10. I have read that while sage is very good for menopausal hot flashes the essential oils build up in the kidneys if taken over an extended period. For this reason I have not used it for hot flashes but would certainly like to. What do you think of this idea Kiva ?
    Thank you !

  11. Siobhan… I don’t think this is an issue taken in the small doses recommended, esp if taken as tea which is not nearly as efficient at pulling out EOs as tincturing… My experience tends to indicate you’d have to be taking large doses over a long period of it to build up much. I tend to use sage in a beverage tea or in 1-12 drop doses at a time, and so far, I’ve never had any issues that way. Even Moore only says: “The tea creates no problems, but the tincture, with more efficient extraction of resins and oils, could supply enough thujone to cause distress in a delicate pregnancy.” and his tincture doses are 30-60 drops at a time.

    I would advise far more caution if using the essential oil though, whether internally or externally.

  12. Beautiful pictures and article. Thanks 🙂

  13. Wow! What a great article! You are a fountain of information!
    I have several native CA sage species growing in my garden – they have really grown enormous with absolutely no watering, which is great here in the drought areas.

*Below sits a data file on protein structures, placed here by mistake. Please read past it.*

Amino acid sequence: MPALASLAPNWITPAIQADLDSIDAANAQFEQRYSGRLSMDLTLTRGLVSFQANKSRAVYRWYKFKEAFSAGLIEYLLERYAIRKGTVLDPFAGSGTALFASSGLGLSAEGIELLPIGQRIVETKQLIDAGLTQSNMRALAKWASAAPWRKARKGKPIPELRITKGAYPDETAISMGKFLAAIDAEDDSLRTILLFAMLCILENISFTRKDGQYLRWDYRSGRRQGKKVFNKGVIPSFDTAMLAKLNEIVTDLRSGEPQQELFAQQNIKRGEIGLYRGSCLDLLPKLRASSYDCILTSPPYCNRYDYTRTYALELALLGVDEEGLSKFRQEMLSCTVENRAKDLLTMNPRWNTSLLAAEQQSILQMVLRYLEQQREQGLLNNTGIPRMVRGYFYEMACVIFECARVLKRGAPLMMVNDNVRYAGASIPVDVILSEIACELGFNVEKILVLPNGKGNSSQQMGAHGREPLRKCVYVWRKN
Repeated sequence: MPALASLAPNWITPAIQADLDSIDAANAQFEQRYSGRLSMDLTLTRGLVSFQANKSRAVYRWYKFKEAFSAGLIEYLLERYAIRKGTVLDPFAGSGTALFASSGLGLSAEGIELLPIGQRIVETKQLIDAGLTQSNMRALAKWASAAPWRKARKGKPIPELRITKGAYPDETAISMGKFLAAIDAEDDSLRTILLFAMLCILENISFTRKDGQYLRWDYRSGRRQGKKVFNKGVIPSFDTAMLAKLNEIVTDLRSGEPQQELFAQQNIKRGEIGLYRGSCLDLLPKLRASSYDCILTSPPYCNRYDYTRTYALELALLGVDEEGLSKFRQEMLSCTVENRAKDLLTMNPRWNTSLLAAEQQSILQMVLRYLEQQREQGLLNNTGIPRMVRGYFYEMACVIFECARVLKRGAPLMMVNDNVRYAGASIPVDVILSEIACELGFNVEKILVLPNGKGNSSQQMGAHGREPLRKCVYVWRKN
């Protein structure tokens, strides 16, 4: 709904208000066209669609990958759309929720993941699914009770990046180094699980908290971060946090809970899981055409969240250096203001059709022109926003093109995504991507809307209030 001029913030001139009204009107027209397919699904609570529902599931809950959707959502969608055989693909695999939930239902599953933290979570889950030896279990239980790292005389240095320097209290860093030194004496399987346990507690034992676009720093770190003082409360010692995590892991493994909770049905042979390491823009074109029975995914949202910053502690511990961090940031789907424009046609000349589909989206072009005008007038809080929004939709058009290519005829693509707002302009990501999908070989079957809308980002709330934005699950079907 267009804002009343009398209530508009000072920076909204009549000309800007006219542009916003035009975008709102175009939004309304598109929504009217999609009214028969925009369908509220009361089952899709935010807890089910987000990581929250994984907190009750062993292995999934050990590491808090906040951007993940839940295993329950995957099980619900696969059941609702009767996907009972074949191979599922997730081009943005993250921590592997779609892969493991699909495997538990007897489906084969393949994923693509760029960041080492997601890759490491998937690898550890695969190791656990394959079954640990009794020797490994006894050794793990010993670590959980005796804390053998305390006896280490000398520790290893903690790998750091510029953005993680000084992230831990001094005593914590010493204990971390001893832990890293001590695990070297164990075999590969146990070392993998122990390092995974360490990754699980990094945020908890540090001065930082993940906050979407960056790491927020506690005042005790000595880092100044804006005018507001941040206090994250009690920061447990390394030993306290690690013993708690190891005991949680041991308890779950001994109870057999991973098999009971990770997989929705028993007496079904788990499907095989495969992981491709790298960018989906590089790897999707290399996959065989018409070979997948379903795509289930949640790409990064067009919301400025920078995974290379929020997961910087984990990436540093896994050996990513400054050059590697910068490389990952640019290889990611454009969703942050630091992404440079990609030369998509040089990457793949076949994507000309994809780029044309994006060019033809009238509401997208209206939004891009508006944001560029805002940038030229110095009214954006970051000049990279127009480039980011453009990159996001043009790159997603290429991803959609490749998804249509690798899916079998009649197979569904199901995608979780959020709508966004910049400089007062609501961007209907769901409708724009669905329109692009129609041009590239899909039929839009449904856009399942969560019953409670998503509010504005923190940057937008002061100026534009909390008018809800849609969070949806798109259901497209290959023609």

It’s nice to know these plants have so many uses other than being a lovely haven for birds and insects. Oh – and making my cat’s fur smell so nice after he has been sleeping in the bushes! 🙂

  14. “The scent of Sage has always had comforting connotations for me.” I know this feeling so well. I have had a dried sage leaf in my wallet for years just for the comforting smell. Touching sage gives me a strange feeling of being connected to the earth, can’t explain it but that’s what it does to me.

  15. Sage has been an anchor in my herbal infusion repertoire this past year, during a time of fierce transition that that threatened to topple me into mountains of anxiety and crevices of depression. I understand more fully why I created nettle-and-sage infusions, sometimes mingled with peppermint … and drank with such deep gratitude for my herbal friends. Thank you for this expressive, full, bountiful, and informative post on Sage!

    Blessings and Beauty,

  16. Hey there,